One way to remedy this problem is to create a second thread (in addition to the GUI itself) to do the drawing. The drawing thread will be responsible just for drawing, while the GUI thread will be responsible for handling user actions in the interface. The trick to making the user interface more responsive will be to interrupt the drawing thread periodically so that the GUI thread has a chance to handle any events that have occurred.

As Figure 14.5.9 illustrates, the easiest way to convert Dotty into a thread is to have it implement the Runnable interface:

public class Dotty implements Runnable {
// Everything else remains the same
public void run() {
draw();
}
}


This version of Dotty will perform the same task as before except that it will now run as a separate thread of execution. Note that its run() method just calls the draw() method that we defined in the previous version. When the Dotty thread is started by the RandomDotGUI, we will have a multithreaded program.

However, just because this program has two threads doesn't necessarily mean that it will be any more responsive to the user. There's no guarantee that the drawing thread will stop as soon as the Clear button is clicked. On most systems, if both threads have equal priority, the GUI thread won't run until the drawing thread finishes drawing all N dots.

Therefore, we have to modify our design in order to guarantee that the GUI thread will get a chance to handle the user's actions. One good way to do this is to have Dotty sleep for a short instance after it draws each dot. When a thread sleeps, any other threads that are waiting their turn will get a chance to run. If the GUI thread is waiting to handle the user's click on Clear, it will now be able to call Dotty's clear() method.

The new version of draw() is shown in Figure 14.5.11. In this version of draw(), the thread sleeps for 1 millisecond on each iteration of the loop. This will make it possible for the GUI to run on every iteration, so it will handle user actions immediately.

Another necessary change is that once the clear() method is called, the Dotty thread should stop running (drawing). The correct way to stop a thread is to use some variable whose value will cause the run loop (or in this case the drawing loop) to exit, so the new version of Dotty uses the boolean variable isCleared to control when drawing is stopped. Note that the variable is initialized to false and then set to true in the clear() method. The while loop in draw() will exit when isCleared becomes true. This causes the draw() method to return, which causes the run() method to return, which causes the thread to stop in an orderly fashion.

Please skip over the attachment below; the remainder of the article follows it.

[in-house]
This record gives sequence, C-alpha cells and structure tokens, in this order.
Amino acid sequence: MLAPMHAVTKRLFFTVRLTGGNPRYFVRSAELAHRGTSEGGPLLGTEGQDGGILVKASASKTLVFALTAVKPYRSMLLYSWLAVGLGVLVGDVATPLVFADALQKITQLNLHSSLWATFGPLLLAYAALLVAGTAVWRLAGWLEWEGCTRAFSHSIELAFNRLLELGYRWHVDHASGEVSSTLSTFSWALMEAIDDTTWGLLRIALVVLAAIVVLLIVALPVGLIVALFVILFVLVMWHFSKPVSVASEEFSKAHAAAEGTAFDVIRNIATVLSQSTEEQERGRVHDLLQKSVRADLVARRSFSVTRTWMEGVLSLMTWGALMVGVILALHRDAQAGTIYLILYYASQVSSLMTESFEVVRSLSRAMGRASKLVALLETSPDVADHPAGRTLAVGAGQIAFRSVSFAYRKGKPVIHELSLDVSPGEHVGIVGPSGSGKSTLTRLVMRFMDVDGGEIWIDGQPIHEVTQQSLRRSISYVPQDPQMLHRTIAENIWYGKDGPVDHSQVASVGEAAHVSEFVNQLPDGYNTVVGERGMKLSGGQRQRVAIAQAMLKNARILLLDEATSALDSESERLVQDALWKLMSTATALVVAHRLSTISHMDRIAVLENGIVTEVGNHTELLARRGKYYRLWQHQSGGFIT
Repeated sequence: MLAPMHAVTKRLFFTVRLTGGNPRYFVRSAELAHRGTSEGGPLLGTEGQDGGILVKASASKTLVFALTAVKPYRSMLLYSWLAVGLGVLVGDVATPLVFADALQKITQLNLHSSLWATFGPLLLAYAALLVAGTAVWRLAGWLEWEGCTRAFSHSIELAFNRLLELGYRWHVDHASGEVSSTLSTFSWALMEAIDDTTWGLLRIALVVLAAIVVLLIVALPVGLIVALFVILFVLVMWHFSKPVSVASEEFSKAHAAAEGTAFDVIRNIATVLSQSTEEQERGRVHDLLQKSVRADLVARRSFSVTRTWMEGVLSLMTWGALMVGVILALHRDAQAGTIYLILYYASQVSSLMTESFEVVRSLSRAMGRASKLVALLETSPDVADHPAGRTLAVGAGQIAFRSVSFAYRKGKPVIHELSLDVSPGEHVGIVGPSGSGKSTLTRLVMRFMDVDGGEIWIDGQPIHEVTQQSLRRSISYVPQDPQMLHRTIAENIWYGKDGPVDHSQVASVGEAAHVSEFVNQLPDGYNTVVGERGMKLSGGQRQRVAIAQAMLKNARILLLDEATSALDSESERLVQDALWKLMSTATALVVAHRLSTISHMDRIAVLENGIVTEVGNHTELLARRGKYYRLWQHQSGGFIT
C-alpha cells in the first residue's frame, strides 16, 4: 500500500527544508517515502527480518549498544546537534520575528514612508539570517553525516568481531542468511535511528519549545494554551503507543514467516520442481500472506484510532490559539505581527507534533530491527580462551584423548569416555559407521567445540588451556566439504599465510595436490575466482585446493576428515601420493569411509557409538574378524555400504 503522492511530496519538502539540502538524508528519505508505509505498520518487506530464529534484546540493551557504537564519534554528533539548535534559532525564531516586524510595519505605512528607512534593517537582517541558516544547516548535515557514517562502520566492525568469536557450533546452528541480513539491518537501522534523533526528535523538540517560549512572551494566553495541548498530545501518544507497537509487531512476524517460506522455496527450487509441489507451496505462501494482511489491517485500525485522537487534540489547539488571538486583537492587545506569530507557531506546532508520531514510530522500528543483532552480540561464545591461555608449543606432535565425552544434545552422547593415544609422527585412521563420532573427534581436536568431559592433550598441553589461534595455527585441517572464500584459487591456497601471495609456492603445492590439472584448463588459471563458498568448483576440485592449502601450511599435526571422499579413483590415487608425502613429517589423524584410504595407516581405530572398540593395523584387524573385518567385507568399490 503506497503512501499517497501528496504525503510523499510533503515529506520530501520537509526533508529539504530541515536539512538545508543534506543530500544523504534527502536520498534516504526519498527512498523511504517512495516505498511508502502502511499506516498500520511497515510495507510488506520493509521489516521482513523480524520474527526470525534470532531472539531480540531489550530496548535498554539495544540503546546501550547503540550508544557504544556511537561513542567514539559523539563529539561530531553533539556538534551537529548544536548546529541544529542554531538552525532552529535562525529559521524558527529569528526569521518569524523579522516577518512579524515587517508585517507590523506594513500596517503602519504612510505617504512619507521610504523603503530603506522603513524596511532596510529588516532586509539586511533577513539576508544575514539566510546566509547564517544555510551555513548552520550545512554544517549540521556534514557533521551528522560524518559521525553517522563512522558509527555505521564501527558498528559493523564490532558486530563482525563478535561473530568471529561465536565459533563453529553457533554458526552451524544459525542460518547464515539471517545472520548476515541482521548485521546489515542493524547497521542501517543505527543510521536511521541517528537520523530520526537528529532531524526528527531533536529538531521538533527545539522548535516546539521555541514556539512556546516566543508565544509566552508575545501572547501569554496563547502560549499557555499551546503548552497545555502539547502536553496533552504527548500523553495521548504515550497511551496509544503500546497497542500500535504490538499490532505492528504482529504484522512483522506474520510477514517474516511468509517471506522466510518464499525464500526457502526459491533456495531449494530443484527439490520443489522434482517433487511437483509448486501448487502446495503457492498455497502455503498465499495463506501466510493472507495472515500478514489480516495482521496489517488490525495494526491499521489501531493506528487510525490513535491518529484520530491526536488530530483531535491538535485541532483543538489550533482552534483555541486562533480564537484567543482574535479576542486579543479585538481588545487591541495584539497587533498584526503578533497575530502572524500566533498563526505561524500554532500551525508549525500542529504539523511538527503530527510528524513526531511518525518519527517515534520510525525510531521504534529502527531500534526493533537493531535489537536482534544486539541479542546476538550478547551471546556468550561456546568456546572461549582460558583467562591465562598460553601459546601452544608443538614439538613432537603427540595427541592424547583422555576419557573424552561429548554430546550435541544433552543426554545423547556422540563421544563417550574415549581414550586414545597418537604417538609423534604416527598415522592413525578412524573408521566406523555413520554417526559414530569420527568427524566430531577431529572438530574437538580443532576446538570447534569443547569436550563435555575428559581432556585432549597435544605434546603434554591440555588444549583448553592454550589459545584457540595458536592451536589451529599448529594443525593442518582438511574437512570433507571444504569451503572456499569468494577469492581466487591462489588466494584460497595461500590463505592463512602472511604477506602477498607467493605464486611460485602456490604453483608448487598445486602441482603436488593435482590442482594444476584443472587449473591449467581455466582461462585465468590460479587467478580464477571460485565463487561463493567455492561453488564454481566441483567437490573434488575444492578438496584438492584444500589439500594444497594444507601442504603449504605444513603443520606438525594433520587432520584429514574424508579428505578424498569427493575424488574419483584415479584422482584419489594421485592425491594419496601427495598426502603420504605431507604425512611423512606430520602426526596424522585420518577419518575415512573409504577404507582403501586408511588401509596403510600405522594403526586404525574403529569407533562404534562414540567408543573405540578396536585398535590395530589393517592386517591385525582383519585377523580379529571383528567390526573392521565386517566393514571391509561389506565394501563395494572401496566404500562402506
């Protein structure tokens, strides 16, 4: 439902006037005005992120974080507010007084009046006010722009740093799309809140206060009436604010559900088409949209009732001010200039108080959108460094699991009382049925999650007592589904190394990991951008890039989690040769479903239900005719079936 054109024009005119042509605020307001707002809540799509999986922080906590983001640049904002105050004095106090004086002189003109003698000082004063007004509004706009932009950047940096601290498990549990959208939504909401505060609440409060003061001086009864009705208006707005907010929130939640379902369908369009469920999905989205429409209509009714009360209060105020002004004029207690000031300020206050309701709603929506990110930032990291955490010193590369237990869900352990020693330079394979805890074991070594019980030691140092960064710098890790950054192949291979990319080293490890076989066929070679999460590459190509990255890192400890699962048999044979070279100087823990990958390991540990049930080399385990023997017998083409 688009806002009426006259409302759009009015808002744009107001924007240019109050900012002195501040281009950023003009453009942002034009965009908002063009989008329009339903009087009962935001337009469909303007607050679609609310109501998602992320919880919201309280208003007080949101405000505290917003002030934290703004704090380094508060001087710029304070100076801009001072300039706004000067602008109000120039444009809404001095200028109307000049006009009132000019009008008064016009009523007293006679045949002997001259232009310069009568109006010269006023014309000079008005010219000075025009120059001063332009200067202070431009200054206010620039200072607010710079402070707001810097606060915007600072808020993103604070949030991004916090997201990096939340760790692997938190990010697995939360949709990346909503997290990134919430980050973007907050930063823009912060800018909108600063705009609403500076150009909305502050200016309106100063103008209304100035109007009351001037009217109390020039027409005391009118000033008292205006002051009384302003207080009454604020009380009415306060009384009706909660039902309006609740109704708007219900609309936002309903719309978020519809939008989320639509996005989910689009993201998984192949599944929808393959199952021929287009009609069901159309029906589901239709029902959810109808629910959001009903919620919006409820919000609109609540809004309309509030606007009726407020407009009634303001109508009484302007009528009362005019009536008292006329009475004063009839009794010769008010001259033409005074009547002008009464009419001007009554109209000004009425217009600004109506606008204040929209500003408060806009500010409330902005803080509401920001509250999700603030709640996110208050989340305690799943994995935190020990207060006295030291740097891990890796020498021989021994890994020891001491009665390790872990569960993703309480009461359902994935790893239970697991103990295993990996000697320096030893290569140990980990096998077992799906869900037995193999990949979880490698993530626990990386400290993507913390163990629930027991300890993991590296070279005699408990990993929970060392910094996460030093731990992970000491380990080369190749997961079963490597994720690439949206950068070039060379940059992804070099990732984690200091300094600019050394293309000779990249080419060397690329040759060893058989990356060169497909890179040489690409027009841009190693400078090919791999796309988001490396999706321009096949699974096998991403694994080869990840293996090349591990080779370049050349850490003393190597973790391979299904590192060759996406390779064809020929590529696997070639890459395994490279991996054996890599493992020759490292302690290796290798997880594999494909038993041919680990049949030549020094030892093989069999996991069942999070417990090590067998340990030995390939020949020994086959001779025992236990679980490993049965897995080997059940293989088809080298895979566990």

### Subsection14.5.7Modifications to RandomDotGUI

We don't need to make many changes in RandomDotGUI to get it to work with the new version of Dotty. The primary change comes in the actionPerformed() method. Each time the Draw button was clicked in the original version of this method, we created a dotty instance and then called its draw() method. In the revised version we must create a new Thread and pass it an instance of Dotty, which will then run as a separate thread:

public void actionPerformed(ActionEvent e) {
if (e.getSource() == draw) {
dotty = new Dotty(canvas, NDOTS);
} else {
dotty.clear();
}
} // actionPerformed()


Note that in addition to a reference to dotty we also have a reference to a Thread named dottyThread. This additional variable must be declared within the GUI.

Remember that when you call the start() method, it automatically calls the thread's run() method. When dottyThread starts to run, it will immediately call the draw() method and start drawing dots. After each dot is drawn, dottyThread will sleep for an instant.

Notice how the GUI stops the drawing thread. In the new version, Dotty.clear() will set the isCleared variable, which will cause the drawing loop to terminate. Once again, this is the proper way to stop a thread. Thus, as soon as the user clicks the Clear button, the Dotty thread will stop drawing and report its result.

By creating a separate thread for Dotty, we have turned a single-threaded program into a multithreaded program. One thread, the GUI, handles the user interface. The second thread handles the drawing task. By forcing the drawing to sleep on each iteration, we guarantee that the GUI thread will remain responsive to the user's actions. Figure 14.5.15 illustrates the difference between the single- and multithreaded designs. Note that the GUI thread starts and stops the drawing thread, and the GUI thread executes dotty.clear(). The drawing thread simply executes its draw() method. In the single-threaded version, all of these actions are done by one thread.

The trade-off involved in this design is that it will take longer to draw N random dots, since dottyThread.draw() will sleep for an instant on each iteration. However, the extra time is hardly noticeable. By breaking the program into two separate threads of control, one to handle the drawing task and one to handle the user interface, the result is a much more responsive program.

#### ExercisesSelf-Study Exercises

Use Replit to experiment with this version of the program to see its improved responsiveness.

##### 1.Minimum Priority.

Instead of having Dotty sleep on each iteration, what if we set its priority to Thread.MIN_PRIORITY. What effect would you expect this to have on the program's responsiveness compared to the single-threaded version?

• This would decrease responsiveness.

• No, it would improve responsiveness over the single-threaded version.

• Its responsiveness would be about the same.

• No, it would improve responsiveness over the single-threaded version.

• It would improve responsiveness.

• Right, it would improve responsiveness over the single-threaded version.

##### 2.Round robin scheduling.

True or false. round-robin scheduling would ensure the responsiveness of I/O operations because it gives each thread its turn.

• True

• No, I/O threads must be given priority to ensure their responsiveness.

• False

• Right, I/O threads must be given priority to ensure their responsiveness.